Farro & Beet Salad

beet farro salad
Everybody loves a grain bowl

Have you ever made a grain bowl at home and fancied yourself a chef? Your fridge was filled with a mishmash of leftovers, including a grain. You roasted up some veggies, whipped together a vinaigrette, maybe added a protein (or a fried egg) and voilà! You just made dinner, a grain bowl of arguably Sweetgreen quality, without even using a recipe.

While this beet and farro salad may look and read like it’s your average $12 grain bowl, we’re going to argue that it’s not. And we’re going to argue that it’s better. For starters, we followed a recipe to make it. We did happen to have some leftover farro, but all the other ingredients we purchased purposefully. It’s also a little bit more nuanced. There are intentional flavor notes, including the classic (not cliché!) combination of beet and goat cheese. And this recipe requires 2 super useful and applicable cooking skills: roasting beets and cooking farro.

IMG_1979
Pretty beets at the market

The impromptu grain bowl for dinner is undeniably satisfying. Given the time and money you spend making your grain bowl, the deliciousness payoff is proportionally high. But with this beet and farro salad, and the little bit of extra work that goes into making it, you’ll be reaping longterm rewards.

Ingredients:

  • 2-3 medium or small beets, with or without their greens (we substituted blanched beet greens for arugula)
  • 1 cup farro
  • 1 cup apple cider (optional)
  • salt, to taste
  • 2 TBS sherry vinegar
  • 1 tsp balsamic vinegar
  • 1 small garlic clove, pureed (minced works too)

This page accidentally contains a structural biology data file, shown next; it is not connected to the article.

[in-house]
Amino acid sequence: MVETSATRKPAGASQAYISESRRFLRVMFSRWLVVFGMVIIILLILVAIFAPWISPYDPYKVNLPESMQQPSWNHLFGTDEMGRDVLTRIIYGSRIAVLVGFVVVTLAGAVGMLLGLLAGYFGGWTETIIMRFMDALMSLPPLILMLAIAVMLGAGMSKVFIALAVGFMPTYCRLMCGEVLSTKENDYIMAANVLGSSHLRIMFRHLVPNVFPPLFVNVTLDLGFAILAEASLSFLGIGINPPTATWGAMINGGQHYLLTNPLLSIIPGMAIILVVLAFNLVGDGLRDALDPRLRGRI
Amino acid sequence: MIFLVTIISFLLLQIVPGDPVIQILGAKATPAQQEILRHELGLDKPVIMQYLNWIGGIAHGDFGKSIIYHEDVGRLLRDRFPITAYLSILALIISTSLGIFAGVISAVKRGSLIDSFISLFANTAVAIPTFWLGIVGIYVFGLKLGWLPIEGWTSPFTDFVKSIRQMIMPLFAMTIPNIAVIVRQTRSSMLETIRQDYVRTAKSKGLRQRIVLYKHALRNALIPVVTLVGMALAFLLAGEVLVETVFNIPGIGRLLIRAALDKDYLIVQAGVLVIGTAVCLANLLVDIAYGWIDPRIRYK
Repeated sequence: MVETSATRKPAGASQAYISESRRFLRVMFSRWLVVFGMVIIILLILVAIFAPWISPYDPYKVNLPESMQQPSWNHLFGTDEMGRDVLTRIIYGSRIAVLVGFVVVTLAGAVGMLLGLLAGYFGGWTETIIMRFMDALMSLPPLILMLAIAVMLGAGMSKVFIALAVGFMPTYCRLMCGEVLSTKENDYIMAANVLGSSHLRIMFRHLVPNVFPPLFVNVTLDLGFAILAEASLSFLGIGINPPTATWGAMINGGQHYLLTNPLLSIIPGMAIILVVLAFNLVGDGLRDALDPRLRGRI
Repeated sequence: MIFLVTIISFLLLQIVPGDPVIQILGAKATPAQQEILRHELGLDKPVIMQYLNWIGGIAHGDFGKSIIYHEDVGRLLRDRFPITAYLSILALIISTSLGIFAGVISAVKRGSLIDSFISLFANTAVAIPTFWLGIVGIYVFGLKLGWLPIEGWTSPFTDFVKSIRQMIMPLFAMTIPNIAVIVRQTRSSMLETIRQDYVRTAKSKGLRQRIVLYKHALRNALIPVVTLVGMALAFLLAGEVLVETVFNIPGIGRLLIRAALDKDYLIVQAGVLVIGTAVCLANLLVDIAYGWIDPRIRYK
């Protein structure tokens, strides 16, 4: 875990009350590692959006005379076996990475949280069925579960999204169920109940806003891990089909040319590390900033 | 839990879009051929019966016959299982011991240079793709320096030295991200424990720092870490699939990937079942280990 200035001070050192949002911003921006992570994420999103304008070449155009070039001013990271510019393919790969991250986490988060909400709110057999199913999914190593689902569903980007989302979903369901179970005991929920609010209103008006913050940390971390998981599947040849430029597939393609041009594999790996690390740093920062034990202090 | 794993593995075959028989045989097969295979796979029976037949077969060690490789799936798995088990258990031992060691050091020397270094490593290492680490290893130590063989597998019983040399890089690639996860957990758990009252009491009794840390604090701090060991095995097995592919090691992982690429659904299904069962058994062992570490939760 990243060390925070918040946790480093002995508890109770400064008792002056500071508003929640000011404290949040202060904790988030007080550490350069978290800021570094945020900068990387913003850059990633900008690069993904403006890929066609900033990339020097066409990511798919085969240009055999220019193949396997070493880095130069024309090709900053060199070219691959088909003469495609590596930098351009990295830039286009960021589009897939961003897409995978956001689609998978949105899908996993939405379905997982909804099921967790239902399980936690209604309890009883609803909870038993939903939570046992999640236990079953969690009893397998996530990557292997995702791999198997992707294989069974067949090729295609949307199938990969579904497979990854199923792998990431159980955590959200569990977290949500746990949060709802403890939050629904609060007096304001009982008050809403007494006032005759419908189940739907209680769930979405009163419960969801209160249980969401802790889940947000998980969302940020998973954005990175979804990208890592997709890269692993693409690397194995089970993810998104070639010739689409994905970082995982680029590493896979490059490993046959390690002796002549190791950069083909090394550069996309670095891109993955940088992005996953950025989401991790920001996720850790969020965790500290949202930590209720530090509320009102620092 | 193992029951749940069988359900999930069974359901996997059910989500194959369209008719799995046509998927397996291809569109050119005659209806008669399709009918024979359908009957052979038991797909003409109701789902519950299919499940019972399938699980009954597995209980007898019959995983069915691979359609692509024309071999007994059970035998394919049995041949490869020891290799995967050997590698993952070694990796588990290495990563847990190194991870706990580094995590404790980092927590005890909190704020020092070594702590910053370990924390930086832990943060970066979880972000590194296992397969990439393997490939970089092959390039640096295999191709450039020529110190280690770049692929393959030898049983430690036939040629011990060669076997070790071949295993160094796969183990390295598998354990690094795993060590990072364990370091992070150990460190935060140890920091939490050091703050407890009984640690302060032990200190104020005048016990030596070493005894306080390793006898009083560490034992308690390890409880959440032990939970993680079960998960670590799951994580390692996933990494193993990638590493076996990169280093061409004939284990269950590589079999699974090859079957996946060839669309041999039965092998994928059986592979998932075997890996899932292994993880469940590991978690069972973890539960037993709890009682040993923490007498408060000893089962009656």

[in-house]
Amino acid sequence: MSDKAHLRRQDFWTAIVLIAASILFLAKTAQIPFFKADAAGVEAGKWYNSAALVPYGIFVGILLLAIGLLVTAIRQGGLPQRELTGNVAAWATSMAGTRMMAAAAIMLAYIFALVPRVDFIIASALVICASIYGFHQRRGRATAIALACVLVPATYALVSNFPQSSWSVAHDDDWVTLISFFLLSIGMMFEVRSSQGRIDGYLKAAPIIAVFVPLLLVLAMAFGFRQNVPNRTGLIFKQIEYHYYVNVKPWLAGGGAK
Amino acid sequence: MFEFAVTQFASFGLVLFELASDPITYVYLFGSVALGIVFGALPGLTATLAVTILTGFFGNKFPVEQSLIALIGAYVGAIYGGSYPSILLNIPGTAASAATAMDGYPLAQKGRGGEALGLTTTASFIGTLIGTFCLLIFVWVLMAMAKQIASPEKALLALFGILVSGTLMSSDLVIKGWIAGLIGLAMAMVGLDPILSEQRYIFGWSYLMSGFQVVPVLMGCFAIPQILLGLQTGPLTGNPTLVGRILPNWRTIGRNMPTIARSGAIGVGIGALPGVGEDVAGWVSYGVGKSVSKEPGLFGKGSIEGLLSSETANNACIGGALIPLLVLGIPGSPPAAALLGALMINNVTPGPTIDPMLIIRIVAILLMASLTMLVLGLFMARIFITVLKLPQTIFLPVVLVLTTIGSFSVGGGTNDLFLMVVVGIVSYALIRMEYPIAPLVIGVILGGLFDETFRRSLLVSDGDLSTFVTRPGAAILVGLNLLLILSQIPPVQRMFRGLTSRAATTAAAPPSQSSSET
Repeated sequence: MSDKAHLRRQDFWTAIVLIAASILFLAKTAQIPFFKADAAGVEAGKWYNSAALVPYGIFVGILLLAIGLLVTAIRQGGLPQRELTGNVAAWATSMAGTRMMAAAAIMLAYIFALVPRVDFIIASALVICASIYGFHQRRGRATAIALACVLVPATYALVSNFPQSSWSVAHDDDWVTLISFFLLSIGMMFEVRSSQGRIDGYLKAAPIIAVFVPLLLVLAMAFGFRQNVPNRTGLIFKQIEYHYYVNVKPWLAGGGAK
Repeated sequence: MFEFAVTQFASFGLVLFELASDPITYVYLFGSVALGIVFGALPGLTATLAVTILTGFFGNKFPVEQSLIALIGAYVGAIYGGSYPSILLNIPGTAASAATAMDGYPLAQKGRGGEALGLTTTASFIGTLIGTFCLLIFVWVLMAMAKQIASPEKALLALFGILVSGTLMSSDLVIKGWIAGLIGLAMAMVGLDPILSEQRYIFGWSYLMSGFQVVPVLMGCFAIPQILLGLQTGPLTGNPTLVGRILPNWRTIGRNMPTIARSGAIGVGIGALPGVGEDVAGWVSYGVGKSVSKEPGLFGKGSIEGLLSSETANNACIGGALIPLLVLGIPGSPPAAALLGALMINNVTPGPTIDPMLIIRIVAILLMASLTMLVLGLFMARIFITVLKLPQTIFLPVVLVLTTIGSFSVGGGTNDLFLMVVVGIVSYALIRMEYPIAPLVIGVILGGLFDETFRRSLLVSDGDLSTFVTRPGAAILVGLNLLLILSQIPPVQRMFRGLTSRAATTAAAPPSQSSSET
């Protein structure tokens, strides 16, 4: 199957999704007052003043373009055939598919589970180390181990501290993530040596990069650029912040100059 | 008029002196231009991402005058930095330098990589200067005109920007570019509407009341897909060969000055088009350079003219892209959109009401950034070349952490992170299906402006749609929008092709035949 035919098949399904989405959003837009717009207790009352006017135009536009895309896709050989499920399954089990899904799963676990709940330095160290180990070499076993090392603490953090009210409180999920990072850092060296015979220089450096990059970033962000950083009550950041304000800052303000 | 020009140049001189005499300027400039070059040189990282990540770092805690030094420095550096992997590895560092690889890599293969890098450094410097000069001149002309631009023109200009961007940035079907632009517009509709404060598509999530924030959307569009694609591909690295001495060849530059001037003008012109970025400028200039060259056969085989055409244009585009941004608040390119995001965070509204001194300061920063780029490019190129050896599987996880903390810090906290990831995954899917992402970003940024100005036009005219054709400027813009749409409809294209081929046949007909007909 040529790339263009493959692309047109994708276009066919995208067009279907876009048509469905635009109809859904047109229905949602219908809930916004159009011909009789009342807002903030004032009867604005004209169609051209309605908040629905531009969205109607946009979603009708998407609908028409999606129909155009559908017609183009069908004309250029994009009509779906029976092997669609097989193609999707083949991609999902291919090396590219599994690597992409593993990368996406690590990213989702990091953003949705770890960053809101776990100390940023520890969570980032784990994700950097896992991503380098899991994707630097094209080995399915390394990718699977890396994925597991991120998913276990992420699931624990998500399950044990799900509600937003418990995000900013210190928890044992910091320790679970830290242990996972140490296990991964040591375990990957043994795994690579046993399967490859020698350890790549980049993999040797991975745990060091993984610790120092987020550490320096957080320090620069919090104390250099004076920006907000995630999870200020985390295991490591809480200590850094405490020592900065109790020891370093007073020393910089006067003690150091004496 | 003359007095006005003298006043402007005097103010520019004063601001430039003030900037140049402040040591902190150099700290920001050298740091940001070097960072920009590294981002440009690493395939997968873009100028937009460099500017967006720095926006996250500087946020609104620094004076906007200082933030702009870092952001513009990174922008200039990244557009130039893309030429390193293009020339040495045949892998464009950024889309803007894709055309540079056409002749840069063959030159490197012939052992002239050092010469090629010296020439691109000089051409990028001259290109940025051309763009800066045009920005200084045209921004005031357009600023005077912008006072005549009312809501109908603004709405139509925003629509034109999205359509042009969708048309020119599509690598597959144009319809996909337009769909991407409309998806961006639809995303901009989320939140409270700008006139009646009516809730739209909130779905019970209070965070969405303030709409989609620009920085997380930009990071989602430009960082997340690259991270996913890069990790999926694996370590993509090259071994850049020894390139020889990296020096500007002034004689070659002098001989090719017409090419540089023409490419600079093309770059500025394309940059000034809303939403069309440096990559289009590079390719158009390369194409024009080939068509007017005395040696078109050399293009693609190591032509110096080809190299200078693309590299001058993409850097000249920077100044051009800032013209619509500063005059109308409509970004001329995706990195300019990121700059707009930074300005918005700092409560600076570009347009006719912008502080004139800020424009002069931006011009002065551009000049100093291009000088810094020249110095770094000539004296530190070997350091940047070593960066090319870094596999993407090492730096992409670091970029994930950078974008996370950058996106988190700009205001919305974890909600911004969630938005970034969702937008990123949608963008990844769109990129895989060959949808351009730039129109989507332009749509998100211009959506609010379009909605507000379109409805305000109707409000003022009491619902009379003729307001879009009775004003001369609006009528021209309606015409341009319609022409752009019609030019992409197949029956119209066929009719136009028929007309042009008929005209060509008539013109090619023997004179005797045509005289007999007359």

• 1 tsp Dijon mustard
  • 1/3 cup olive oil
  • 1/2 cup broken walnut pieces (optional: toasted)
  • goat cheese, crumbled (to your liking, we did about 4 oz)
  • couple handfuls arugula
  • 1/4 cup chopped herbs, such as parsley, tarragon, oregano, mint (optional)

Directions:

  1. Before getting started, note that the beets, farro, and salad dressing can all be made separately and in advance! And the salad itself can also be made ahead, so long as you don’t mind pinkish farro. It arguably tastes better the next day.
  2. Roast your beets. It’s much better to buy whole, fresh beets and roast at home (they are currently in season in New York) than buy those packaged, pre-roasted beets at your supermarket. Preheat your oven to 400°F. If your beets still have their greenery, cut off the tops so you just have a short, squat stem. Scrub your beets and wrap loosely in aluminum foil, individually. Place the wrapped beets on a baking sheet and then in the oven. Roast until a fork or skewer slides easily to the center of the beet, 50-60 minutes. Let cool and then remove skins by rubbing with your hands or a paper towel. If skins are tough to come off, the beets need a bit more cooking time. Cut your beets into bite sized pieces and set aside.
  3. While beets are roasting, cook farro. We opted for the Charlie Bird Farro Salad method, to give our farro a little bit more flavor, though you can cook with water. Farro is a trickier grain and can come out tasting a bit bland or chewy. If you choose to cook with water, be sure the add aromatics (at the very least, salt). You can soak ahead, though we’ve never found this necessary. For one cup farro use about 3 cups water and after bringing to a boil, expect to simmer for about 45 minutes. Keep simmering until farro is tender and add more liquid if necessary. Similarly, you can drain any excess liquid at the end of cooking.
  4. While the farro is cooking, beets are roasting, you can make the vinaigrette. In your salad bowl, whisk together vinegars, mustard, and garlic and then the oil. Add the farro, beets, walnuts, goat cheese, arugula, and herbs. Toss together until fully incorporated. You can serve this salad warm or at room temperature.

Details: Serves 6 as a side, 4 as a main. Great leftovers!

Leave a Reply

Fill in your details below or click an icon to log in:

WordPress.com Logo

You are commenting using your WordPress.com account. Log Out / Change )

Twitter picture

You are commenting using your Twitter account. Log Out / Change )

Facebook photo

You are commenting using your Facebook account. Log Out / Change )

Google+ photo

You are commenting using your Google+ account. Log Out / Change )

Connecting to %s